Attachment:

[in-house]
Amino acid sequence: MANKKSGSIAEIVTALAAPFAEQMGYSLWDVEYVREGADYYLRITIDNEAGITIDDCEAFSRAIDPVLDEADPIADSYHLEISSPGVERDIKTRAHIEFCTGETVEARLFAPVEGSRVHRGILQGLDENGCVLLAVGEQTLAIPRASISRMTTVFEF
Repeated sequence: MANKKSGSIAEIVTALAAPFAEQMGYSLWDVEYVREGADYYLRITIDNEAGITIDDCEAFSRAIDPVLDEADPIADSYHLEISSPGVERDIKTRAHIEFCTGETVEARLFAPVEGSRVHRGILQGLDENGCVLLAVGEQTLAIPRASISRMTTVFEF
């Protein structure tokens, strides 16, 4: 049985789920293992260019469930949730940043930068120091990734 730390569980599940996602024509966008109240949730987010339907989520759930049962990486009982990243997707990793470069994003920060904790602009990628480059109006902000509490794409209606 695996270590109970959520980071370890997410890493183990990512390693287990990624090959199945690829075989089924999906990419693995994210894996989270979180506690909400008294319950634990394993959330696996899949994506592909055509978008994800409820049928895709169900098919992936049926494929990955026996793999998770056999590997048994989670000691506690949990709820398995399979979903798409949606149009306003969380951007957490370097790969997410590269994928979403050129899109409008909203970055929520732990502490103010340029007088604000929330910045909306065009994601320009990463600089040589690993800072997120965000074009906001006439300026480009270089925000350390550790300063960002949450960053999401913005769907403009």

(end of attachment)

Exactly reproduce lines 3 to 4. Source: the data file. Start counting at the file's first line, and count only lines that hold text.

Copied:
Repeated sequence: MANKKSGSIAEIVTALAAPFAEQMGYSLWDVEYVREGADYYLRITIDNEAGITIDDCEAFSRAIDPVLDEADPIADSYHLEISSPGVERDIKTRAHIEFCTGETVEARLFAPVEGSRVHRGILQGLDENGCVLLAVGEQTLAIPRASISRMTTVFEF
């Protein structure tokens, strides 16, 4: 049985789920293992260019469930949730940043930068120091990734 730390569980599940996602024509966008109240949730987010339907989520759930049962990486009982990243997707990793470069994003920060904790602009990628480059109006902000509490794409209606 695996270590109970959520980071370890997410890493183990990512390693287990990624090959199945690829075989089924999906990419693995994210894996989270979180506690909400008294319950634990394993959330696996899949994506592909055509978008994800409820049928895709169900098919992936049926494929990955026996793999998770056999590997048994989670000691506690949990709820398995399979979903798409949606149009306003969380951007957490370097790969997410590269994928979403050129899109409008909203970055929520732990502490103010340029007088604000929330910045909306065009994601320009990463600089040589690993800072997120965000074009906001006439300026480009270089925000350390550790300063960002949450960053999401913005769907403009």